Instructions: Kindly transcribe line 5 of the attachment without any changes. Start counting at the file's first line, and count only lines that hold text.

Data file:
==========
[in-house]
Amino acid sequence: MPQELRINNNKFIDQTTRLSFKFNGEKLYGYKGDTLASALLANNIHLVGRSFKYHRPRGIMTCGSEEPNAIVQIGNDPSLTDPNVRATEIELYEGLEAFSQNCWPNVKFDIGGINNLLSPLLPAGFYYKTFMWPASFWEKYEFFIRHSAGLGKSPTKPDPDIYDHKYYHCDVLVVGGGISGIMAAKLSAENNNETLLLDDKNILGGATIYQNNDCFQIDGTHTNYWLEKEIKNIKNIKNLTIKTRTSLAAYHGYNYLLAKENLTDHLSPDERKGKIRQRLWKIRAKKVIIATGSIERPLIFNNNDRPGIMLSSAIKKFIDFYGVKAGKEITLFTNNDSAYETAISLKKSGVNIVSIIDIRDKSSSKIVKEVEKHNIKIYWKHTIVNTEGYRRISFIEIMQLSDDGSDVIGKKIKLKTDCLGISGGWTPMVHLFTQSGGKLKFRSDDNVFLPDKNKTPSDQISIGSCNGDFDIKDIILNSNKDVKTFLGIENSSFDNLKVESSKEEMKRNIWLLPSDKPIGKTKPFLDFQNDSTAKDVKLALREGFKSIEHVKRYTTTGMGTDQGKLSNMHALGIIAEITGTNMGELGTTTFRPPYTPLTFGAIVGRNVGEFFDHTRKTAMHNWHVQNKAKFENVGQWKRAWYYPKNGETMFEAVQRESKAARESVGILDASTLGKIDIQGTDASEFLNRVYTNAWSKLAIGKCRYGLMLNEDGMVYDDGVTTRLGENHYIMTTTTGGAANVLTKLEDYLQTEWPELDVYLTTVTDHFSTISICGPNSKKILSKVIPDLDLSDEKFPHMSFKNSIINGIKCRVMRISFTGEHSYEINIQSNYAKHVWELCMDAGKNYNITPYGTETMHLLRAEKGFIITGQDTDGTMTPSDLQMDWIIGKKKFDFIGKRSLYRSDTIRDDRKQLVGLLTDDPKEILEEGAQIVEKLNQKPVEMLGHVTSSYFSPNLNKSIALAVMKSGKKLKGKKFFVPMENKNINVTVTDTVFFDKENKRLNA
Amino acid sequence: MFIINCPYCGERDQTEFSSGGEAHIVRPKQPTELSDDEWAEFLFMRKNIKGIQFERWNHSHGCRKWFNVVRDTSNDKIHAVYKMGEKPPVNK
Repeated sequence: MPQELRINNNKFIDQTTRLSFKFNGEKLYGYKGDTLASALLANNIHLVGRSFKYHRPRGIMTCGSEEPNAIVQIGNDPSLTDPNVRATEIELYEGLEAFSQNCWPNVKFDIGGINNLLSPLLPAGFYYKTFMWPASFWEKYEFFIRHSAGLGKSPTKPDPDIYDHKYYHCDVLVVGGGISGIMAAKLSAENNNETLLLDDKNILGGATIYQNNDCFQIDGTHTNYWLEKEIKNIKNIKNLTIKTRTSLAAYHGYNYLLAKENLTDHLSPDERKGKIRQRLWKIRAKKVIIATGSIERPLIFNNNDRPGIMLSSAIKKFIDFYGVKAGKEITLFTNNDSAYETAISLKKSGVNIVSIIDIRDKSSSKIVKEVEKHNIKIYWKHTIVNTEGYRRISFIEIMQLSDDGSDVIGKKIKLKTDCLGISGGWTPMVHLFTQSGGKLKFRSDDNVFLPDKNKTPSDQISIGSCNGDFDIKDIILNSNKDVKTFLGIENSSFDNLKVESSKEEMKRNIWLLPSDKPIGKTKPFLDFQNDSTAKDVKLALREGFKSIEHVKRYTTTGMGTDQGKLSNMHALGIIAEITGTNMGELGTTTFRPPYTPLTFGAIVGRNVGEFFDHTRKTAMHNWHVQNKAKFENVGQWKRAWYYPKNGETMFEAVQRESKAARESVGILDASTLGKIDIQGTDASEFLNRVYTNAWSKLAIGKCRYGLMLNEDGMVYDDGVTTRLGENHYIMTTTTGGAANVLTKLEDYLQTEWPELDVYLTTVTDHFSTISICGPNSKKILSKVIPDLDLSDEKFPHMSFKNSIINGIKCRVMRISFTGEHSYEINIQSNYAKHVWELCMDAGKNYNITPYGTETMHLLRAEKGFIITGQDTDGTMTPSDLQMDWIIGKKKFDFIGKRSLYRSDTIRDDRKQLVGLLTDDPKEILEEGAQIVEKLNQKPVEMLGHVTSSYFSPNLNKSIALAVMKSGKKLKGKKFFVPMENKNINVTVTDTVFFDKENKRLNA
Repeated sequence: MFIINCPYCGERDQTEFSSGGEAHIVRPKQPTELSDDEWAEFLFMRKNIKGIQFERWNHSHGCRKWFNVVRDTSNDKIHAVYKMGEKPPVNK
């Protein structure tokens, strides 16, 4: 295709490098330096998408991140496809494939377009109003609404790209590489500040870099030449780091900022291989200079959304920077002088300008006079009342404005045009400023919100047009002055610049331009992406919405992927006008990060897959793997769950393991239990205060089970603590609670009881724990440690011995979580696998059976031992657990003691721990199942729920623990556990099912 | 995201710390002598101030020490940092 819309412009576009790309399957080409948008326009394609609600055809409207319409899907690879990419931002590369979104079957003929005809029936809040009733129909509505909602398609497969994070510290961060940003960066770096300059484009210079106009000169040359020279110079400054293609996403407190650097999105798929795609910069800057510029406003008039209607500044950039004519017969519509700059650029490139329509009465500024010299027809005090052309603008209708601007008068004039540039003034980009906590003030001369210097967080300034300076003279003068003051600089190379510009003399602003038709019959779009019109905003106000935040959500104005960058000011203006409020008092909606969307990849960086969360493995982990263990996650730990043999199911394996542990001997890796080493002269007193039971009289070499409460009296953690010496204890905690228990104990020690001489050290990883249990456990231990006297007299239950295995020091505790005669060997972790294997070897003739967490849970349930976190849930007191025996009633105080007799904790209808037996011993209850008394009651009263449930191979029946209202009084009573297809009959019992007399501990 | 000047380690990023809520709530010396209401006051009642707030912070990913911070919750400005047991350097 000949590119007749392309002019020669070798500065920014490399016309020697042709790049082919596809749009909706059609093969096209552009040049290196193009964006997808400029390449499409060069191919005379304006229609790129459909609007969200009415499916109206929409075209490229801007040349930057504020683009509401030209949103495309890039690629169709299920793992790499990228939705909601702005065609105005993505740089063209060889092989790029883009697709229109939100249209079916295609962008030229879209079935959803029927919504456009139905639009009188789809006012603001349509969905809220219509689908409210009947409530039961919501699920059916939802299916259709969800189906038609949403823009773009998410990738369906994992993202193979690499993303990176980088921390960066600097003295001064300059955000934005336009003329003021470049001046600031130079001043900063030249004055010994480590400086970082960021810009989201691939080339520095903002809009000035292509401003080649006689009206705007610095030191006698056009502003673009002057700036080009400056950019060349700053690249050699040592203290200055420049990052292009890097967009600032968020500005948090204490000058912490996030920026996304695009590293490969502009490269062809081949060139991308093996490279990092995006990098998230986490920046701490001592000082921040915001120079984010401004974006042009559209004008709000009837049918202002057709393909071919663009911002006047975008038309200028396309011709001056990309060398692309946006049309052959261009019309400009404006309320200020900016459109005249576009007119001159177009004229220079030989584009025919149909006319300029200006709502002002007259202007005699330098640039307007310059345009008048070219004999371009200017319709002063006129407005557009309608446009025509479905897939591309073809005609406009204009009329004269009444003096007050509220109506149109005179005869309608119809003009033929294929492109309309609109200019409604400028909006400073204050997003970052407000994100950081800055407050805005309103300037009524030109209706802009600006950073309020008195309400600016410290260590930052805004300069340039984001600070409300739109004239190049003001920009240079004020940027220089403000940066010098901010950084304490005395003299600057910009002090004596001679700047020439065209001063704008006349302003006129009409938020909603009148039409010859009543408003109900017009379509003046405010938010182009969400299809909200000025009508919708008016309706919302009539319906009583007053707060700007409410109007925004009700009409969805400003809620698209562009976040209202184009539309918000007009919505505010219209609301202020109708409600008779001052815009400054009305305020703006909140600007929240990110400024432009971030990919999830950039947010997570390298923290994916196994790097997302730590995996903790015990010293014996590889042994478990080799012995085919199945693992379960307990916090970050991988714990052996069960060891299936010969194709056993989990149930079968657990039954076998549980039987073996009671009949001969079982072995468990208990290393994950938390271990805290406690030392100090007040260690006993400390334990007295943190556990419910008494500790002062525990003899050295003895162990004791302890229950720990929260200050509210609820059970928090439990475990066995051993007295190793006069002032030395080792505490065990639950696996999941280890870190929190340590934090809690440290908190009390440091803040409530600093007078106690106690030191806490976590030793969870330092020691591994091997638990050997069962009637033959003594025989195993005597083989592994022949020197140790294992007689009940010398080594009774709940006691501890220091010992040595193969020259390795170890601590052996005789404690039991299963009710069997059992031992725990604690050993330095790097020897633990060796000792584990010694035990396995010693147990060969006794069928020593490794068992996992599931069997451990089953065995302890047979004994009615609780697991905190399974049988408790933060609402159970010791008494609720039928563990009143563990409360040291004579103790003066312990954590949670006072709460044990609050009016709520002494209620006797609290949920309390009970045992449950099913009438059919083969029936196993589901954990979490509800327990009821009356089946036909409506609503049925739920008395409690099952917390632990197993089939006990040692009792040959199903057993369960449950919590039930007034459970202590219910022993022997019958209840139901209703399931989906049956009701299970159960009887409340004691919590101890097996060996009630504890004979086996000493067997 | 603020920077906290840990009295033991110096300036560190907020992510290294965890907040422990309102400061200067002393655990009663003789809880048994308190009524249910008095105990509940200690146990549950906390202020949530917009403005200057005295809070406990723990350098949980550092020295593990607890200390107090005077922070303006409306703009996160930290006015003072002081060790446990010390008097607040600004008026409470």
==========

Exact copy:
Repeated sequence: MFIINCPYCGERDQTEFSSGGEAHIVRPKQPTELSDDEWAEFLFMRKNIKGIQFERWNHSHGCRKWFNVVRDTSNDKIHAVYKMGEKPPVNK